assessment occurring during the process of a unit or a course.Specific, detailed, and constructive feedback that teachers provide on student work, such as journal entries, essays, worksheets, research papers, projects, ungraded quizzes, lab results, or works of art, design, and performance."Exit slips" or "exit tickets" that quickly collect student responses to a teacher's questions at the end of a lesson or class period. any testing program whose results have important consequences for students, teachers, schools and or districts. Such stakes may include promotion, certification, graduation, or denial/approval of services and opportunity. A ____test is any test used to make important decisions about students, educators, schools, or districts, most commonly for the purpose of accountability—i.e., the attempt by federal, state, or local government agencies and school administrators to ensure that students are enrolled in effective schools and being taught by effective teachers. In general, _____means that test scores are used to determine punishments (such as sanctions, penalties, funding reductions, negative publicity), accolades (awards, public celebration, positive publicity), advancement (grade promotion or graduation for students), or compensation (salary increases or bonuses for administrators and teachers). Norm-referenced refers to standardized tests that are designed to compare and rank test takers in relation to one another. Norm-referenced tests report whether test takers performed better or worse than a hypothetical average student, which is determined by comparing scores against the performance results of a statistically selected group of test takers, typically of the same age or grade level, who have already taken the exam.
Calculating norm-referenced scores is called the "norming process," and the comparison group is known as the "norming group." Norming groups typically comprise only a small subset of previous test takers, not all or even most previous test takers. Norm-referenced scores are generally reported as a percentage or percentile ranking. For example, a student who scores in the seventieth percentile performed as well or better than seventy percent of other test takers of the same age or grade level, and thirty percent of students performed better (as determined by norming-group scores).
Norm-referenced tests often use a multiple-choice format, though some include open-ended, short-answer questions. They are usually based on some form of national standards, not locally determined standards or curricula. IQ tests are among the most well-known norm-referenced tests, as are developmental-screening tests, which are used to identify learning disabilities in young children or determine eligibility for special-education services. A few major norm-referenced tests include the California Achievement Test, Iowa Test of Basic Skills, Stanford Achievement Test, and TerraNova.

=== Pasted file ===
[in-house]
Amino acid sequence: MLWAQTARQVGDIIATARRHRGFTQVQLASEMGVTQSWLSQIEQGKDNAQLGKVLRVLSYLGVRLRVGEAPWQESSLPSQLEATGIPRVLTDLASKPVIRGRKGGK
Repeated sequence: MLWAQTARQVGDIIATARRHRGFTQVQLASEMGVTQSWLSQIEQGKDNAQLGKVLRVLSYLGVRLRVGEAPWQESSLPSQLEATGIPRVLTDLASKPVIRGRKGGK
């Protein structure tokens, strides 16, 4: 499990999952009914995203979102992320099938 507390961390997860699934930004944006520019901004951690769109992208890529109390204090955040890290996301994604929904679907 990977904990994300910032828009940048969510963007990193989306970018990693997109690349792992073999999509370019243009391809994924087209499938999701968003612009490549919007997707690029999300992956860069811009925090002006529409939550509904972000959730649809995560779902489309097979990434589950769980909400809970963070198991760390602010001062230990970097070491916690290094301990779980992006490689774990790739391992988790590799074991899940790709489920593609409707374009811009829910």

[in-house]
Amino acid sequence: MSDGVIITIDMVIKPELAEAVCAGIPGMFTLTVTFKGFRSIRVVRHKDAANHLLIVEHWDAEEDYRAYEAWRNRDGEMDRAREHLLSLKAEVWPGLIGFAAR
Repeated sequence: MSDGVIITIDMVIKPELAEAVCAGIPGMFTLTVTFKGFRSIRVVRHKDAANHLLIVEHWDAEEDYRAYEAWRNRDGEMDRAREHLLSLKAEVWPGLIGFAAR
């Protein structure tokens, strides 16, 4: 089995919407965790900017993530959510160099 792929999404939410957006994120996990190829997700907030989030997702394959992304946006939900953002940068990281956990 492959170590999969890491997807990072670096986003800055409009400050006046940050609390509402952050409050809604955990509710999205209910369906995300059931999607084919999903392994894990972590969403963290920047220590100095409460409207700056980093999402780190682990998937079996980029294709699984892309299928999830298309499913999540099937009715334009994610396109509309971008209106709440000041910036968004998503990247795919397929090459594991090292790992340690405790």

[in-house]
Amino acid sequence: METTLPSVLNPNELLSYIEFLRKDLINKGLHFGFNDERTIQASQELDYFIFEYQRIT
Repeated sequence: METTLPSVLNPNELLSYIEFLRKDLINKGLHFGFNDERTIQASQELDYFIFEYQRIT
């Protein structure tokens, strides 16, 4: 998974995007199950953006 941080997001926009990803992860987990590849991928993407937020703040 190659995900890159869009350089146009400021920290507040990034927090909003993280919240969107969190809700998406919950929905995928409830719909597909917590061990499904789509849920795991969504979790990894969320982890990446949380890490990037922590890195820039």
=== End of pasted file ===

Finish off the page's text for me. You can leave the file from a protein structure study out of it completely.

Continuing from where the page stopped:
The following are a few representative examples of how norm-referenced tests and scores may be used:
To determine a young child's readiness for preschool or kindergarten. These tests may be designed to measure oral-language ability, visual-motor skills, and cognitive and social development.
To evaluate basic reading, writing, and math skills. Test results may be used for a wide variety of purposes, such as measuring academic progress, making course assignments, determining readiness for grade promotion, or identifying the need for additional academic support.
To identify specific learning disabilities, such as autism, dyslexia, or nonverbal learning disability, or to determine eligibility for special-education services.
To make program-eligibility or college-admissions decisions (in these cases, norm-referenced scores are generally evaluated alongside other information about a student). Scores on SAT or ACT exams are a common example.
a systematic and organized collection of a students work that exhibits to others the direct evidence of a students efforts, achievements, and progress over a period of time. The collection should involve the student in selection of it contents, and should include information about the performance criteria, the rubric or criteria for judging merit, and evidence of student self-reflection or evaluation. ___come in many forms, from notebooks filled with documents, notes, and graphics to online digital archives and student-created websites, and they may be used at the elementary, middle, and high school levels. _____can be a physical collection of student work that includes materials such as written assignments, journal entries, completed tests, artwork, lab reports, physical projects (such as dioramas or models), and other material evidence of learning progress and academic accomplishment, including awards, honors, certifications, recommendations, written evaluations by teachers or peers, and self-reflections written by students. ____may also be digital archives, presentations, blogs, or websites that feature the same materials as physical ______, but that may also include content such as student-created videos, multimedia presentations, spreadsheets, websites, photographs, or other digital artifacts of learning. an objective test that is given and scored in a uniform manner. _____are carefully constructed and items are selected after trials for appropriateness and difficulty._____are designed, administered, and scored in a standard, or consistent, manner. They often use a multiple-choice format, though some include open-ended, short-answer questions. Historically, ____ tests featured rows of ovals that students filled in with a number-two pencil, but increasingly the tests are computer-based. ____ tests can be administered to large student populations of the same age or grade level in a state, region, or country, and results can be compared across individuals and groups of students. EX: Achievement Test, Aptitude Tests, College Admission Test, Psychological Test, IQ Tests.